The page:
FICON launch via US Air Force

The reconnaissance version of the F-84F, the RF-84F Thunderflash, came about by accident as much as any other reason. The second YF-84F prototype was built with air intakes located in the wing roots. This arrangement was not acceptable for the F-84F, but some wise soul realized that cameras, and several of them, could be installed in the nose of a Thunderstreak configured in such a manner. The RF-84Fs suffered from the same performance, power plant, and corrosion problems as the F-84Fs. They were finally retired by their ANG operators and replaced by RF-101 Voodoos in 1972.

RF-84F via USAF

The USAF Aerial Demonstration Team, the Thunderbirds, flew the straight-winged Republic F-84G Thunderjet as their first performance aircraft. They switched quickly to the F-84F in 1955 and flew the Thunderstreak for 91 performances. Even the Thunderbirds turned their backs on the F-84F. After only one show season flying them, the Thunderbirds transitioned to the North American F-100C Super Sabre.

Thunderbirds F-84Fs via US Air Force

Republic Aviation built a total of 2,112 F-84Fs. General Motors built an additional 599 airframes. 1,301 of these Thunderstreaks were operated by Belgium, China (Taiwan), Denmark, France, Germany (West), Greece, Italy, the Netherlands, Norway, and Turkey as part of the Military Assistance Program (MAP). The United States Air Force / Air Force  Reserve / Air National Guard operated the other 811 F-84Fs. 715 RF-84F Thunderflashes were built and 386 of those were delivered to NATO allies. The last operational F-84F variants were the RF-84F Thunderflashes flown by Greece’s Hellenic Air Force. They were retired in 1991.

F-84F at USAFM via US Air Force

Here are five things you might not know about the Republic F-84F Thunderstreak:

  • The first F-84 straight-winged models were nicknamed Hogs. The F-84F, predictably, became the Super Hog. When the Republic F-105 Thunderchief went into service the F-84F was dubbed Thud’s Mother. And, following the nicknaming logic, the F-105 also became known as the Ultra Hog. Those pilots and their nicknames…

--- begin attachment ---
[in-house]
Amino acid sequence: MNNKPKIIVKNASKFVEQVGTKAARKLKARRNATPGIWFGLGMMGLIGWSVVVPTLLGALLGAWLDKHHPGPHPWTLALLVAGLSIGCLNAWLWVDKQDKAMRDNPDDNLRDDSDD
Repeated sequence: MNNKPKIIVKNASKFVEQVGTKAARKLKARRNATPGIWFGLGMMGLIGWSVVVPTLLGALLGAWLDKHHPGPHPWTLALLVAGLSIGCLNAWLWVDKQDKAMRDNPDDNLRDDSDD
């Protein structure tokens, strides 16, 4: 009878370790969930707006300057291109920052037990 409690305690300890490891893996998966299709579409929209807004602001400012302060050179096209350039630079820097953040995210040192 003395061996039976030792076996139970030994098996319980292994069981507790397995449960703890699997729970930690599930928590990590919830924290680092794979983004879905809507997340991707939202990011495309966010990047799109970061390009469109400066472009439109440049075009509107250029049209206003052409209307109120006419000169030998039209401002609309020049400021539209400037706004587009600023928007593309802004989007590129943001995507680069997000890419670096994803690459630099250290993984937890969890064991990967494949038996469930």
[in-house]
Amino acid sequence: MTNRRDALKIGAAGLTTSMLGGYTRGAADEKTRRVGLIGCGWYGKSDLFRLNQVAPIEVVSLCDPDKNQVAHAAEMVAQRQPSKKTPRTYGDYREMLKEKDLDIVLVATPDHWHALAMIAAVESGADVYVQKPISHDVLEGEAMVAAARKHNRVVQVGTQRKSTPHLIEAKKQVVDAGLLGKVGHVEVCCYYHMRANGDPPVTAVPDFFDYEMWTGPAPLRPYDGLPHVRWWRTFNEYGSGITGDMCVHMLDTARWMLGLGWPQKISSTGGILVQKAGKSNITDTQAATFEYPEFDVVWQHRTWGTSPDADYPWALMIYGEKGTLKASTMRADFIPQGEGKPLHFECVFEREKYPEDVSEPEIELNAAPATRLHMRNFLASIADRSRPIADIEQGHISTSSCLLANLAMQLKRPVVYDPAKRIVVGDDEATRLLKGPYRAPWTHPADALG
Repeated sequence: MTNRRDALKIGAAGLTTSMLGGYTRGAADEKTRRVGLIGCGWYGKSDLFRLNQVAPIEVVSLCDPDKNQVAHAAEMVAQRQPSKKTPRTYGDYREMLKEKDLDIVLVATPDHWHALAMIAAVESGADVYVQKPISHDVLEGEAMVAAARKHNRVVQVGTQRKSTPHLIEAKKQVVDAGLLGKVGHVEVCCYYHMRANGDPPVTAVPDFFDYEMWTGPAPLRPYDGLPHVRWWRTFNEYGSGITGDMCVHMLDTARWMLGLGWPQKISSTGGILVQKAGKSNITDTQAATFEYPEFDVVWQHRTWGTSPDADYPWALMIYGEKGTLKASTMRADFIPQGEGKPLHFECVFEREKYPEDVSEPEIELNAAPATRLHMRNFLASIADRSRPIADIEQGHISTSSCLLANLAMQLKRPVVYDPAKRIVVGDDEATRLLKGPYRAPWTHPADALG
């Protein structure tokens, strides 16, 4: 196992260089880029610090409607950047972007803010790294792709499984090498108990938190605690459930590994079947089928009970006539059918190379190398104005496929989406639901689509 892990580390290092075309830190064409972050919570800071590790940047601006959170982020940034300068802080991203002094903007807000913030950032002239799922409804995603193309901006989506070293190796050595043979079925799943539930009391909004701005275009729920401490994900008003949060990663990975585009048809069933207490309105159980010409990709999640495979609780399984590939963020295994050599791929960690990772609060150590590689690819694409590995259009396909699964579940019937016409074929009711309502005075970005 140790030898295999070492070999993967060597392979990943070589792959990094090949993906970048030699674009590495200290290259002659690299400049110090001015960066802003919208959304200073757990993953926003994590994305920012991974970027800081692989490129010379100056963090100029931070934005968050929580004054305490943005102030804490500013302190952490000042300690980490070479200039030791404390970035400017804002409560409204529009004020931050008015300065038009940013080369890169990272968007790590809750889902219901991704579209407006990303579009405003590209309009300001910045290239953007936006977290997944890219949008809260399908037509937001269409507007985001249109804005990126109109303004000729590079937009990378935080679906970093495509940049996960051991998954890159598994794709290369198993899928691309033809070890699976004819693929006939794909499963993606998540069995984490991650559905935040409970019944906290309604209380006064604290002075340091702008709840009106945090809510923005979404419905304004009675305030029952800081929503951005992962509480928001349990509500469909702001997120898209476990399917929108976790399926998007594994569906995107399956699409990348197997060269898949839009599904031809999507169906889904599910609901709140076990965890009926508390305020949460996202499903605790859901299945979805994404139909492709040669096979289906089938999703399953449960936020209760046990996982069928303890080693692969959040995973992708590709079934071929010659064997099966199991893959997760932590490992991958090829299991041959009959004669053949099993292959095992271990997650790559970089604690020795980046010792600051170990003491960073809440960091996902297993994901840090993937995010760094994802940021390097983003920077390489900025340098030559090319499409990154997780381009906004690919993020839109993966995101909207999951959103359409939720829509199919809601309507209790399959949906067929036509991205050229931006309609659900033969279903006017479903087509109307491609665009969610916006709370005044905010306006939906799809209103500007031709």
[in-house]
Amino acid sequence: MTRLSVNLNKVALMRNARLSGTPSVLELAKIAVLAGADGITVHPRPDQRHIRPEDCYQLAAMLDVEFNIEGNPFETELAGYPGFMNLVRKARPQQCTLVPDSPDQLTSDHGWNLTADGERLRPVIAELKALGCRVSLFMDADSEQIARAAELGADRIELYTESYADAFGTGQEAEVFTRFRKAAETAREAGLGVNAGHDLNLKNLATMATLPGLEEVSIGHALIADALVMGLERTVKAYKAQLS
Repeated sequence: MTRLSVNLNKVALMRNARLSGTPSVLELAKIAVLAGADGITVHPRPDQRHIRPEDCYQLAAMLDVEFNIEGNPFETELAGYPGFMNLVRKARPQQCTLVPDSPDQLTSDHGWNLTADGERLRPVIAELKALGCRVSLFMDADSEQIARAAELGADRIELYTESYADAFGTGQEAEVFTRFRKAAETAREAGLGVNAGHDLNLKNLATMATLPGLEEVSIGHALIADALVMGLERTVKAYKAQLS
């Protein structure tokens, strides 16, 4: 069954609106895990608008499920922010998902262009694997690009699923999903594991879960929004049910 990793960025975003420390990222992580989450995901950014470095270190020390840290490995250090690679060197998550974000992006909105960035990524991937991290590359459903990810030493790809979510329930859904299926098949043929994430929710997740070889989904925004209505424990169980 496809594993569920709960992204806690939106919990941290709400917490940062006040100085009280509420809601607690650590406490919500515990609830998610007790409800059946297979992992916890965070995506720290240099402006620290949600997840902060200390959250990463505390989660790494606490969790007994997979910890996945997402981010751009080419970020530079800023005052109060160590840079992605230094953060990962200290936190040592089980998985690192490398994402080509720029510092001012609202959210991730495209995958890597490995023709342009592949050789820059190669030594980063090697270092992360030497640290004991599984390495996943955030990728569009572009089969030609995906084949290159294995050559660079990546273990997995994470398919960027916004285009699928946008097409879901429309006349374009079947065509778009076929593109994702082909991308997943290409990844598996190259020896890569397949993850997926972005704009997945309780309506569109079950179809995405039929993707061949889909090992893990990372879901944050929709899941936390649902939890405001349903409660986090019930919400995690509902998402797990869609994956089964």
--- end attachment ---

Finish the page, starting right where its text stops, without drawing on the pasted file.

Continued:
• Have you ever been on an airliner that seemed to be taking an extra extra long time to get off the ground during takeoff? Then you know how every Thunderstreak pilot felt nearly every time down the runway. Because the engine in the F-84F was underpowered to begin with, and it was angled disadvantageously, a hot and high takeoff when mission loaded could easily require 7,500 feet or more of runway roll.
  • Two West German F-84Fs mistakenly crossed into East German airspace on September 14th 1961- smack dab in the middle of the Berlin Crisis. They landed at Tegel Airport in what would soon become known as East Berlin. The two errant German pilots evaded multiple attempts to stop them by Soviet interceptors.
  • On August 16th 1962, two Turkish Air Force F-84Fs shot down a pair of Iraqi Ilyushin Il-28 Beagle bombersThe hapless Iraqis were supposed to be bombing Kurdish rebels but ended up in Turkish airspace instead. This is quite likely the only air-to-air engagement involving the F-84F.
  • In the movie The Hunters (20th Century Fox 1958), F-84Fs stood in for North Korean MiGs trying to shoot down American F-86 Sabre pilot Cleve Saville and his wingmen over Korea.

We hope you enjoy this look at the Republic F-84F while flown by the USAF Thunderbirds uploaded to YouTube by airailimages.

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Bill Walton

Written by Bill Walton

Bill Walton is a life-long aviation enthusiast and expert in aircraft recognition. As a teenager Bill helped his engineer father build an award-winning T-18 homebuilt airplane in their Wisconsin basement. Bill is a freelance writer, an avid sailor, engineer, announcer, husband, father, uncle, mentor, coach, and Navy veteran. Bill lives north of Houston TX with his wife and son under the approach path to KDWH runway 17R, which means they get to look up at a lot of airplanes. A very good thing.